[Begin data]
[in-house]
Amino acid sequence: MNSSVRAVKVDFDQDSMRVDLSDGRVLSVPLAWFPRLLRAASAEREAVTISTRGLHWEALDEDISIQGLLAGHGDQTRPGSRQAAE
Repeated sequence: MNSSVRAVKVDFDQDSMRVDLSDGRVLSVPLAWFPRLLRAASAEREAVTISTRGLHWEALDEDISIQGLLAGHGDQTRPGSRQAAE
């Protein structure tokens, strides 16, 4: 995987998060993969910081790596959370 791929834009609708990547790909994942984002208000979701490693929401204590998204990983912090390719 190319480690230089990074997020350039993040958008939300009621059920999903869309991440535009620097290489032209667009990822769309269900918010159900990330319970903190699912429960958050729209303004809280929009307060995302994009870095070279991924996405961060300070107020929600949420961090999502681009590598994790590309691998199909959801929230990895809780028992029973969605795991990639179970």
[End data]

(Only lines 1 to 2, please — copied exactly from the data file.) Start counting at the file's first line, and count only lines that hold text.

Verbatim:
[in-house]
Amino acid sequence: MNSSVRAVKVDFDQDSMRVDLSDGRVLSVPLAWFPRLLRAASAEREAVTISTRGLHWEALDEDISIQGLLAGHGDQTRPGSRQAAE